All the best,
Mark
Old 25th April 2008
  #25
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3rd&4thT's Avatar
 

It can be difficult putting a room on top of another room. If the early reflections conflict between the original recording and your superimposed reverb, they'll chatter at each other; before you even get to the decay you have a problem.

I can think of two alternatives that are worth exploring - 1) to add a touch of appropriate reverb by itself with no additional early reflections, keeping the original room intact and avoiding chatter, or 2) using a light setting of something like the Waves Shuffler, to bring in more of the room's air without changing the room's size or decay time.

In fact, you could argue that air is more important than length of decay. Some of the most reverberant classical recordings ever were made by Decca/London in rooms with short decay times. They just had enormous air, and a lot of it out of phase.

But there's no one-size-fits-all prescription for this one. Experimentation will give you the answer.

And those live echo chambers like the one under the parking lot at Capitol Records can be misused like any other tool.

I happen not to like the chamber behind Tony Bennett's Columbia's, even if he did. Recording in a church, then adding a delayed chamber on top of it I find a bit of a muchness.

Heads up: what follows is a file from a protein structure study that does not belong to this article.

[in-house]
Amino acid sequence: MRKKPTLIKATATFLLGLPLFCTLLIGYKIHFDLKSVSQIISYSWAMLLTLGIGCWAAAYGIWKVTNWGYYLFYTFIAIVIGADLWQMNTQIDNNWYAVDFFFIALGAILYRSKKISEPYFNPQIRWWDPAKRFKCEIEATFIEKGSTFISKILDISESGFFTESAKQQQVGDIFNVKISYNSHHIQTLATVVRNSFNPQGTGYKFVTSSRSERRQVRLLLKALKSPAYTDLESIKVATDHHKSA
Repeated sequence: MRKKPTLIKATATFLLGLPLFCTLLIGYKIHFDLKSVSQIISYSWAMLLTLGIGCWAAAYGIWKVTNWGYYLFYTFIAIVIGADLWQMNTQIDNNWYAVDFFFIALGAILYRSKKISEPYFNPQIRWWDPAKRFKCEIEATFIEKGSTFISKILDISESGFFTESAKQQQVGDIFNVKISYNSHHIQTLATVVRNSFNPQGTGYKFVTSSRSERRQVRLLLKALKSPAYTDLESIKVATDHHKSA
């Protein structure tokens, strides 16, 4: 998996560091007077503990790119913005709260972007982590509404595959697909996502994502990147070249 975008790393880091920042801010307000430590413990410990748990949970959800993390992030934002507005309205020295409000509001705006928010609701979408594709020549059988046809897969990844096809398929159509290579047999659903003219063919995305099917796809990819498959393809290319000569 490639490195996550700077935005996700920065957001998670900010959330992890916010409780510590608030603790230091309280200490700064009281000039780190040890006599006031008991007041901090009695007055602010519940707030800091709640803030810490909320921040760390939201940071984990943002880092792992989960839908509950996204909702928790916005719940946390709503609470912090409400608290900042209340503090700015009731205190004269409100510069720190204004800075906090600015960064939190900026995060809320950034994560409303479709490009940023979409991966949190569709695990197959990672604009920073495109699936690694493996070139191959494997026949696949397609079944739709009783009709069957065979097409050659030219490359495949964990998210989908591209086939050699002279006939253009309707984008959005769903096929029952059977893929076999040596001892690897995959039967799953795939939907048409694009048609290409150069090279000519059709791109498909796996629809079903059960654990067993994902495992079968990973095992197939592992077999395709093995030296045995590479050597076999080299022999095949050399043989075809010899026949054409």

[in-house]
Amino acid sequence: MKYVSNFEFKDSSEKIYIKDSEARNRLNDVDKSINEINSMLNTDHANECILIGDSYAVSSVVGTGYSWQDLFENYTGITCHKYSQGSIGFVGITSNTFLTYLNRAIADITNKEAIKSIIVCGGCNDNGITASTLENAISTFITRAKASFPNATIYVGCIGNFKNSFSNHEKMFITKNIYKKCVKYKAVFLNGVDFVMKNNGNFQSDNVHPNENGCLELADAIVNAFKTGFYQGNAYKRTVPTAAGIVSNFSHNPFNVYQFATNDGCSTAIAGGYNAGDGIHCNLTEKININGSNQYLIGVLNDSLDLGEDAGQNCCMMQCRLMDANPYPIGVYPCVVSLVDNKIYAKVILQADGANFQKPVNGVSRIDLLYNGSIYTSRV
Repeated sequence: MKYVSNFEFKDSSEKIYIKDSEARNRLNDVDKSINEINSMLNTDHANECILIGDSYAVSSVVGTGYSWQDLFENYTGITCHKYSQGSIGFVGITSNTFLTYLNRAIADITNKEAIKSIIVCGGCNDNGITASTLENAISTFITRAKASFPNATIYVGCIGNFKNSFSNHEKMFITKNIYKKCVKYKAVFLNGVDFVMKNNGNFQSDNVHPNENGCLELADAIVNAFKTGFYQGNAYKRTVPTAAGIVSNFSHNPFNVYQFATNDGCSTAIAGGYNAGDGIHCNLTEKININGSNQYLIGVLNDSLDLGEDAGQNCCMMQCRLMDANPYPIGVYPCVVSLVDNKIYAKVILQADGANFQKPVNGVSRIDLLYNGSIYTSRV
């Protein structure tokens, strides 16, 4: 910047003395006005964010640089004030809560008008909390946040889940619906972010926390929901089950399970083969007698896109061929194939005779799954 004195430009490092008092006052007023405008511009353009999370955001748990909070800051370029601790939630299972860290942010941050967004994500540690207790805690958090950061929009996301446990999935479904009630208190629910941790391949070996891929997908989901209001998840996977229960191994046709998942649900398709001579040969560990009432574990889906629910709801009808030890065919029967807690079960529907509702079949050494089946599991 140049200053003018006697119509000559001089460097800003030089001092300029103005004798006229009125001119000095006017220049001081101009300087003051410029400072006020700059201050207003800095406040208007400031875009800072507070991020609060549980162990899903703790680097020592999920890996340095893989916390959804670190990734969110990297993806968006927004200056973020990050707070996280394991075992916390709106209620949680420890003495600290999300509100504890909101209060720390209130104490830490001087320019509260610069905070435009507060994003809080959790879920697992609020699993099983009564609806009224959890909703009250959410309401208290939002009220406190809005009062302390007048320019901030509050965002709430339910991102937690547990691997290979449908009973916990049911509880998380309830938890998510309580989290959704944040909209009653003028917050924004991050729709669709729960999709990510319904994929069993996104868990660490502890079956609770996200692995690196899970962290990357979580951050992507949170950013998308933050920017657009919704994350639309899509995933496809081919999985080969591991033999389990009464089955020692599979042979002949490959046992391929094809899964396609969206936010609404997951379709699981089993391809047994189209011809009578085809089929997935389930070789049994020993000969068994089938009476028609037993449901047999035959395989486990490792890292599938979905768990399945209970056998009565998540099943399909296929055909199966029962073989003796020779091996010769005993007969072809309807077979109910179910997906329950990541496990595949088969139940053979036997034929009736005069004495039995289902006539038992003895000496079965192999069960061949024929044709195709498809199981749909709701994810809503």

3rd&4thT
Old 25th April 2008
  #26
Gear Nut
 
Sound Sorcerer's Avatar
 

Quote:
Originally Posted by mpdonahue View Post
Oh come on, lets get back to the real world.
If the recording is done in a less than optimal space or the space needs a little help, then it is absolutely appropriate to apply some reverb. The best reverb is the reverb that you don't even realize wasn't at the session. I mix and master about 75 classical projects a year and some of the best sounding ones are ones that I added reverb. As far as the players go, I'm sure they get just about as offended as when I edit out all their wrong notes......